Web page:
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SC artist represents state’s rural landscape in Smithsonian exhibit

His motto — “I make it cool to be from South Carolina.” The Smithsonian thought Ment Nelson’s words held weight.

Nelson, a Lowcountry artist residing in Varnville, population 2,200, now has his work in the national museum organization’s traveling exhibit Crossroads: Change in Rural America. Crossroads is being shown at Voorhees College in Denmark, SC until Dec. 9 and comes to the Newberry Opera House on Dec. 15, staying until February 2019.

The artist’s work often depicts scenes from his hometown, showing the culture of the black community. Abstracts aren’t out of his wheelhouse either. He also does still life painting and pop-culture inspired water color portraits. All of the different mediums each own a distinct look, with his cultural scenes endowed with the motion of Varnville life and his watercolors rendered with a country Andy Warhol feel. The connecting element is rural South Carolina be that sinew in the creator’s inspiration or depictions.

The Charleston City Paper said his arts contains “an unusual degree of warmth and familiarity.”

The Smithsonian’s Crossroad exhibit offers “small towns a chance to look at their own paths to highlight the changes that affected their fortunes over the past century,” according the traveling show’s website. “The exhibition will prompt discussions about what happened when America’s rural population became a minority of the country’s population and the ripple effects that occurred.”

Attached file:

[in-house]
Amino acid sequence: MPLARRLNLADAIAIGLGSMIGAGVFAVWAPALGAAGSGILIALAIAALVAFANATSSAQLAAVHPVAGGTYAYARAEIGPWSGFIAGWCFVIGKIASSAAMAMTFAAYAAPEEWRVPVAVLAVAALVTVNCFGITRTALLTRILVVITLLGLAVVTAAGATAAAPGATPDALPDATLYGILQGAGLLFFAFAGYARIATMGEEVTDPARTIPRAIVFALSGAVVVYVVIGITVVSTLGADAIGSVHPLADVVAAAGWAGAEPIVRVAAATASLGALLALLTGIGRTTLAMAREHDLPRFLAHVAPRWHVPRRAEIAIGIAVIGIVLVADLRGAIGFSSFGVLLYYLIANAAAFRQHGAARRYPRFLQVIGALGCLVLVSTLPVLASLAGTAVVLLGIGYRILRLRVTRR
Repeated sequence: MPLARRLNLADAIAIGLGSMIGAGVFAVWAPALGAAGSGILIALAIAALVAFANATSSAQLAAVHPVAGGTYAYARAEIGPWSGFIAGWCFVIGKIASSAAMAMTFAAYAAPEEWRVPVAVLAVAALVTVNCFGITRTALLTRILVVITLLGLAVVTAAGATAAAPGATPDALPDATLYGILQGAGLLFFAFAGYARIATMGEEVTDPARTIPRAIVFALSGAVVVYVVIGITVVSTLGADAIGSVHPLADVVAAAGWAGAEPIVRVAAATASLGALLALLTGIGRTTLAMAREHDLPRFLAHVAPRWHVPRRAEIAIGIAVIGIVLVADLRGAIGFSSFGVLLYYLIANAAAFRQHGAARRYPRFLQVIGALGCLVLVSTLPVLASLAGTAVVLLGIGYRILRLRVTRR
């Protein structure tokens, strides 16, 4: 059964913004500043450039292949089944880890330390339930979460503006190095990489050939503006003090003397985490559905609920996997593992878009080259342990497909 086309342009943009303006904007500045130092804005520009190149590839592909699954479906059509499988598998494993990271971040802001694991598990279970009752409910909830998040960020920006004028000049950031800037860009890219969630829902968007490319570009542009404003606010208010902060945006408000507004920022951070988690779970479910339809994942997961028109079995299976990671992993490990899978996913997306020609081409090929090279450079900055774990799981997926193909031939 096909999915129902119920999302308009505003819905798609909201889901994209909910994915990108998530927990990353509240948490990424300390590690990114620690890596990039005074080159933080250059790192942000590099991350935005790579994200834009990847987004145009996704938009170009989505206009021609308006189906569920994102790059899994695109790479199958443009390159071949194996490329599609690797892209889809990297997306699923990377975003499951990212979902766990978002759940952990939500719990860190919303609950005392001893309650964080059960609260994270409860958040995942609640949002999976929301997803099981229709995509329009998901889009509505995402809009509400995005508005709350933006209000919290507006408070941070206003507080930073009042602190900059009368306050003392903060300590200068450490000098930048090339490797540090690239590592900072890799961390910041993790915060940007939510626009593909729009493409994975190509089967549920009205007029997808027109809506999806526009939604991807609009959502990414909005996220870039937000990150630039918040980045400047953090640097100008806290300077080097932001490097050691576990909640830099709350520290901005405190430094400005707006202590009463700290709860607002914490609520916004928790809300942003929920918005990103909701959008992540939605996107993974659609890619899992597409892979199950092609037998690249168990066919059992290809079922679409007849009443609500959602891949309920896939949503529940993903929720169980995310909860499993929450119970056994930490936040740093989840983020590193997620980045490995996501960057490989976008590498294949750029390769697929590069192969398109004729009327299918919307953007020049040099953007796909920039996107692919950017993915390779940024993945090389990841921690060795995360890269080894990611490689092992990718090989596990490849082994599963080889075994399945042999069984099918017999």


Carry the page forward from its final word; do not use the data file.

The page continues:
Nelson art will be in Crossroads for the six years, he said over social media.

“So honored to represent my rural community on a national scale,” Nelson posted on Friday.

The piece by Nelson included in Crossroads is called “Old Sheldon” and it depicts his grandmother casting a basket into marsh waters along with a man toting fishing poles and another on a lawn mower. The exhibits connects Nelson’s work with the lyrics of a country song about growing up in a small town.

Beyond creating art, Nelson is a champion for South Carolina culture, often providing small history lessons over his Twitter about people from the Palmetto State who have made a name for themselves as well as pushing other creators, artists, and others entrepreneurs coming out of the state.

“We live in a society where people make us we feel we need all types of things for fulfillment,” Nelson said in a broadcast for South Carolina ETV. “But all you need is a thought, a good idea. From that little place, it can change the rest of your life.”

You can find Nelson’s art here and more information on Crossroads here.

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David Travis Bland won the South Carolina Press Association’s 2017 Judson Chapman Award for community journalism. As The State’s crime, police and public safety reporter, he strives to inform communities about crimes that affect them and give deeper insight into victims, the accused and law enforcement. He studied history with a focus on the American South at the University of South Carolina.
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